[4] við bǫlku randar ‘at the walls of the rim [SHIELDS]’: (a) Bǫlkr here seems most likely to function as the base-word of a shield-kenning (Reichardt 1928, 57-8), perhaps specifically one denoting the shield-wall (ONP: bǫlkr, balkr 3 ‘wall of people’; and cf. hnitvegg ‘clash-wall’ [SHIELD], st. 7/6). (b) Both Finnur Jónsson (in LP: 1. bǫlkr 2) and Kock (NN §475) suggest randar bǫlku means ‘shield section [of the laws]’, cf. erfðabǫlkr ‘inheritance section’. Kock takes this with the main clause, which thus becomes an extended metaphor: ‘axes’ law’, proclaimed við randar bǫlku ‘in accordance with the “shield section”’, results in imminent death (for the shield-bearers, presumably). While undeniably attractive, and supported e.g. by Ohlmarks (1958, 447), this interpretation is rather tenuous. Við bǫlku ‘in accordance with the [law-]section’ is otherwise unknown (ONP: bǫlkr, balkr 4). (c) In Skj B Finnur Jónsson construes bǫlkr randar as a battle-kenning (most likely ‘storm of the (shield)-rim’, cf. LP: 2. bǫlkr ‘storm’), and takes við randar bǫlku with the intercalary clause, which produces ‘life soon ended for men in the battle’.

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randar ‘of the rim’

rǫnd (noun f.; °dat. -/-u; rendr/randir): shield, shield-rim

kennings

bǫlku randar;
‘the walls of the rim; ’
   = SHIELDS

the walls of the rim; → SHIELDS

notes

[4] við bǫlku randar ‘at the walls of the rim [SHIELDS]’: (a) Bǫlkr here seems most likely to function as the base-word of a shield-kenning (Reichardt 1928, 57-8), perhaps specifically one denoting the shield-wall (ONP: bǫlkr, balkr 3 ‘wall of people’; and cf. hnitvegg ‘clash-wall’ [SHIELD], st. 7/6). (b) Both Finnur Jónsson (in LP: 1. bǫlkr 2) and Kock (NN §475) suggest randar bǫlku means ‘shield section [of the laws]’, cf. erfðabǫlkr ‘inheritance section’. Kock takes this with the main clause, which thus becomes an extended metaphor: ‘axes’ law’, proclaimed við randar bǫlku ‘in accordance with the “shield section”’, results in imminent death (for the shield-bearers, presumably). While undeniably attractive, and supported e.g. by Ohlmarks (1958, 447), this interpretation is rather tenuous. Við bǫlku ‘in accordance with the [law-]section’ is otherwise unknown (ONP: bǫlkr, balkr 4). (c) In Skj B Finnur Jónsson construes bǫlkr randar as a battle-kenning (most likely ‘storm of the (shield)-rim’, cf. LP: 2. bǫlkr ‘storm’), and takes við randar bǫlku with the intercalary clause, which produces ‘life soon ended for men in the battle’.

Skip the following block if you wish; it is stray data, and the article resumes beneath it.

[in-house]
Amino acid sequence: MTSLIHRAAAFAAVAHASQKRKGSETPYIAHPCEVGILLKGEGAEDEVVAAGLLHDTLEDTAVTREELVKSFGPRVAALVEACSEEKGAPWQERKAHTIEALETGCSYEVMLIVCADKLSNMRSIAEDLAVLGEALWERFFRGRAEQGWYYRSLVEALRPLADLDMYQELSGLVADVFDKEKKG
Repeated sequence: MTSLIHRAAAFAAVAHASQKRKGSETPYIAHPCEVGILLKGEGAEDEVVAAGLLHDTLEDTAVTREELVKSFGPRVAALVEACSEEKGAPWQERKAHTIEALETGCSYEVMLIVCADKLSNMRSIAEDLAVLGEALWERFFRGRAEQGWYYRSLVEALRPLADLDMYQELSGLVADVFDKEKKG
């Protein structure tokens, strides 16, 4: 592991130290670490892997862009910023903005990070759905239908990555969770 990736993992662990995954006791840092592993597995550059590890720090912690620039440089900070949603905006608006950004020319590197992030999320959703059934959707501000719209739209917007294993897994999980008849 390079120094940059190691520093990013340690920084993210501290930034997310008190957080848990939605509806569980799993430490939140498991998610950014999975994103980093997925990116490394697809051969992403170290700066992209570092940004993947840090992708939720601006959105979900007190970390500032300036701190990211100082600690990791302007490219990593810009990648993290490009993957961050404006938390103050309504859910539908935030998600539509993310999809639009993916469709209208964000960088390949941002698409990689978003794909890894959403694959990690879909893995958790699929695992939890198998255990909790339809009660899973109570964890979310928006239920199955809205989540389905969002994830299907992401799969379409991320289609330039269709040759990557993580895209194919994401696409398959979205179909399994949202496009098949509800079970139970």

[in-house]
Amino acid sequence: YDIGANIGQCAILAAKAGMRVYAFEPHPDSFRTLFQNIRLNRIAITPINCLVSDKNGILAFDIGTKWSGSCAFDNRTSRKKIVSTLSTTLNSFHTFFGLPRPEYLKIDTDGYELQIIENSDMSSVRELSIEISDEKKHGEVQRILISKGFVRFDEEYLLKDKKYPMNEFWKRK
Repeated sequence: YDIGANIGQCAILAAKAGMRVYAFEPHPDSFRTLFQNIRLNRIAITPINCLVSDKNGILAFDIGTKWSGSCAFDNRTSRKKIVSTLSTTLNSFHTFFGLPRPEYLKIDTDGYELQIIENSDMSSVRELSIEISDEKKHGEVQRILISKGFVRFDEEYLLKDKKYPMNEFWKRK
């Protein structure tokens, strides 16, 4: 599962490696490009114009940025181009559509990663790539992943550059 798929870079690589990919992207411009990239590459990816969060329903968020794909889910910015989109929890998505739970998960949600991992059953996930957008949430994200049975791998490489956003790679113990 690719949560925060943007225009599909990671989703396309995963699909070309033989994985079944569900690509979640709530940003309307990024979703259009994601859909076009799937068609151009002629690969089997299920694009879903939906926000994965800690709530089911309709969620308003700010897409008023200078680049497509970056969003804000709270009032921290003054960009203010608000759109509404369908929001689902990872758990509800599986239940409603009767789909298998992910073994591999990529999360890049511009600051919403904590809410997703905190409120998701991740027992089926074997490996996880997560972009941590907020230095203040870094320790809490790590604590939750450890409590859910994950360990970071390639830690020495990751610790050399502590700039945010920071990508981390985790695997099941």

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bǫlku ‘the walls’

bǫlkr (noun m.; °dat. belki; acc. bǫlku/bǫlka): section, room, wall

kennings

bǫlku randar;
‘the walls of the rim; ’
   = SHIELDS

the walls of the rim; → SHIELDS

notes

[4] við bǫlku randar ‘at the walls of the rim [SHIELDS]’: (a) Bǫlkr here seems most likely to function as the base-word of a shield-kenning (Reichardt 1928, 57-8), perhaps specifically one denoting the shield-wall (ONP: bǫlkr, balkr 3 ‘wall of people’; and cf. hnitvegg ‘clash-wall’ [SHIELD], st. 7/6). (b) Both Finnur Jónsson (in LP: 1. bǫlkr 2) and Kock (NN §475) suggest randar bǫlku means ‘shield section [of the laws]’, cf. erfðabǫlkr ‘inheritance section’. Kock takes this with the main clause, which thus becomes an extended metaphor: ‘axes’ law’, proclaimed við randar bǫlku ‘in accordance with the “shield section”’, results in imminent death (for the shield-bearers, presumably). While undeniably attractive, and supported e.g. by Ohlmarks (1958, 447), this interpretation is rather tenuous. Við bǫlku ‘in accordance with the [law-]section’ is otherwise unknown (ONP: bǫlkr, balkr 4). (c) In Skj B Finnur Jónsson construes bǫlkr randar as a battle-kenning (most likely ‘storm of the (shield)-rim’, cf. LP: 2. bǫlkr ‘storm’), and takes við randar bǫlku with the intercalary clause, which produces ‘life soon ended for men in the battle’.

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Óláfr’s Norwegians hold the Swedes’ ships with grappling hooks as they had the Danes’, and overrun them: Saugdu suerd þeirra eín log aullum Suium þeim er þeir komu hoggum vid ‘Their [the Norwegians’] swords spoke one law to all the Swedes they landed blows on’.